The Exam Companion is the ultimate exam preparation resource, including practice questions, model answers and examiner commentaries.
What’s the saving?
The AS pack is priced at £16.00, offering a saving of £6.49 on the RRP of the individual books, while the A2 pack costs just £21.00, a saving of £5.49.
You can get hold of yours on Amazon (AS or A2) or by emailing email@example.com. Hurry though – the packs are limited editions and when they’re gone, they’re gone!
February 11, 2013 by Cara Flanagan.
Many of you will be familiar with the video where two teams are throwing basketballs to each other and, in the middle of the match a man in a gorilla suit walks through the middle – but many people fail to notice because of a phenomenon called inattentional blindness. We often don’t see things that are obvious because our attention is elsewhere. If you haven’t seen the video look here or, a different example here
Drew and Wolfe recently conducted a study of inattentional blindness with radiologists. They were impressed by the skill shown by such professionals in their ability to detect significant shapes when starring at fuzzy images on an X-ray. It gave them an idea. Drew and Wolfe placed images of a man in a gorilla suit on a series of slides that radiologists typically look at when they’re searching for cancer. They found that 83 percent of the radiologists missed it! See here.
The original researchers, Chabris and Simons were originally inspired to conduct their research by a real life incident of a mistaken eye-witness account, see here.
January 7, 2013 by Mike Cardwell.
Texts in our Complete Companion series are affectionately known as the ‘Cat and Dog’ books, but have you ever wondered who the cats and dogs are that adorn our covers? We thought we’d start with our AS Mini Companion kitten, BB, who lives with her owners Chris and Chloe in Bristol. We asked them to record a typical day in BB’s life to give you an insight into the secret world of a cover cat. Click the link below and enjoy!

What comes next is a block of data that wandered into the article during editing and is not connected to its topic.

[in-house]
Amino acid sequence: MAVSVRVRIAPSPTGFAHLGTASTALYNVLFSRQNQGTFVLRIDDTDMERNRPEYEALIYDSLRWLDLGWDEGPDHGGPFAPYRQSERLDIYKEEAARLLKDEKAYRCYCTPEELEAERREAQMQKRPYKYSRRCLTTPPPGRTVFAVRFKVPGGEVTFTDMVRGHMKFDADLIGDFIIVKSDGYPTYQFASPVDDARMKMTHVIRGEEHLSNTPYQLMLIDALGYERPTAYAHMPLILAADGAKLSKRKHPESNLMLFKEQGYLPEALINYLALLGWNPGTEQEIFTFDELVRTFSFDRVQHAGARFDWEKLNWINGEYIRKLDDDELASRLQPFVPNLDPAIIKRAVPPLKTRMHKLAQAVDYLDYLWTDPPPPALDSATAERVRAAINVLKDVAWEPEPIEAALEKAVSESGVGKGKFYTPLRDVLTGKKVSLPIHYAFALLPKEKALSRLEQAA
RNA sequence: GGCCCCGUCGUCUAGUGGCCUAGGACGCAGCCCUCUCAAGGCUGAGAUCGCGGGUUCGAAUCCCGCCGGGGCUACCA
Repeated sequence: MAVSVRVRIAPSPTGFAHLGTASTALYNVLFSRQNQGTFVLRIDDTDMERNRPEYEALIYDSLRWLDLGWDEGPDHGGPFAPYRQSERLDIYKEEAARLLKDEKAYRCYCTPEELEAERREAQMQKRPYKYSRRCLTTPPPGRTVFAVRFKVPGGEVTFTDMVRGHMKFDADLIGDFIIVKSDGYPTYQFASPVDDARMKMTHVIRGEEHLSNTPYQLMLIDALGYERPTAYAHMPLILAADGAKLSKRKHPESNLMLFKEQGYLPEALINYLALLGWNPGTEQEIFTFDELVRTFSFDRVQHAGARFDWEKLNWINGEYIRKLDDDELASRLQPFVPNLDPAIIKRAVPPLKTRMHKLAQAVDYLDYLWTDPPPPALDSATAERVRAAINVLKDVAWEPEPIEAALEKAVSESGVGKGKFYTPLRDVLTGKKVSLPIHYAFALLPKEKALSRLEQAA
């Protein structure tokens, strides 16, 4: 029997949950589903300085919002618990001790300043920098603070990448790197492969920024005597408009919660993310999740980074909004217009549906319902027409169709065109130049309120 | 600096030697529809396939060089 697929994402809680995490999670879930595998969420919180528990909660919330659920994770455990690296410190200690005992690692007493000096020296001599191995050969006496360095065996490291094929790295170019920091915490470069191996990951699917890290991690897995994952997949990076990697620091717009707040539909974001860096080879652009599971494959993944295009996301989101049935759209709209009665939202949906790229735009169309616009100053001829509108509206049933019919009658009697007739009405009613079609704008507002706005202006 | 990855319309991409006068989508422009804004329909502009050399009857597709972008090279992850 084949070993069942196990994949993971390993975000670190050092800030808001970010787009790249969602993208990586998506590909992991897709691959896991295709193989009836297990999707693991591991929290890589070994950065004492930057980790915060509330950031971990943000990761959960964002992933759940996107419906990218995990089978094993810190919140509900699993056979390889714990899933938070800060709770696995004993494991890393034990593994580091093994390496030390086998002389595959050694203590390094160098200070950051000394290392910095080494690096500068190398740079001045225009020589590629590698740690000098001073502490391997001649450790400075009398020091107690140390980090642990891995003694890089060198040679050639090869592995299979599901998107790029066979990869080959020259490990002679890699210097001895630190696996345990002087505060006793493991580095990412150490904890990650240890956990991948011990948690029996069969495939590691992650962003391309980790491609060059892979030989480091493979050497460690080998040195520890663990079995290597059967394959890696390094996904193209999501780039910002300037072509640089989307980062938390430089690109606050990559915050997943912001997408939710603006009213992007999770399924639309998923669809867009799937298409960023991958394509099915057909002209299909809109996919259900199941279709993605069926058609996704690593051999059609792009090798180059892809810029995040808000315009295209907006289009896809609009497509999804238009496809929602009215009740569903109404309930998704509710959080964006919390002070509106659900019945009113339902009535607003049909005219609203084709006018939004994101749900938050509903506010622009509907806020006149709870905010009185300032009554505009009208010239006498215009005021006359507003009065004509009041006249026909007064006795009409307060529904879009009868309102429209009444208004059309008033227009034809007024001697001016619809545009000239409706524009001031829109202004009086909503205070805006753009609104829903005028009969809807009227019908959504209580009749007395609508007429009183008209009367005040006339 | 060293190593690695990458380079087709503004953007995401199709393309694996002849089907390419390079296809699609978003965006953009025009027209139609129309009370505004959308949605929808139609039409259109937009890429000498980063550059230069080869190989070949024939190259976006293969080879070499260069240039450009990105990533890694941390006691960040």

January 5, 2013 by Cara Flanagan.
If you are a member of the BPS there is now free access to EBSCO Psychology & Behavioural Sciences Collection Collection of over 500 full-text journal articles. See here. This includes student members.
Swedish psychologist Gunilla Fredin has found that children include fewer details in their eyewitness accounts than adults, but that what they do recall is as accurate. Participants in the study (Fredin, 2011) were children aged 8-9 and 12-13 plus a group of adults (undergraduate students). All participants watched a video of a man looking for his lost dog.
A week later participants were interviewed individually (free recall). The children were additionally given a questionnaire about the video. Finally, a further week later, all participants were shown their answers and asked to assess how confident they were about the accuracy of their statements.
In the free recall condition adults provided more responses than either of the child groups. In the group with younger children there were more participants who only provided correct recall statements in free recall than in the other groups. This suggests that the children are capable of accurate reporting when they are allowed to choose what to report.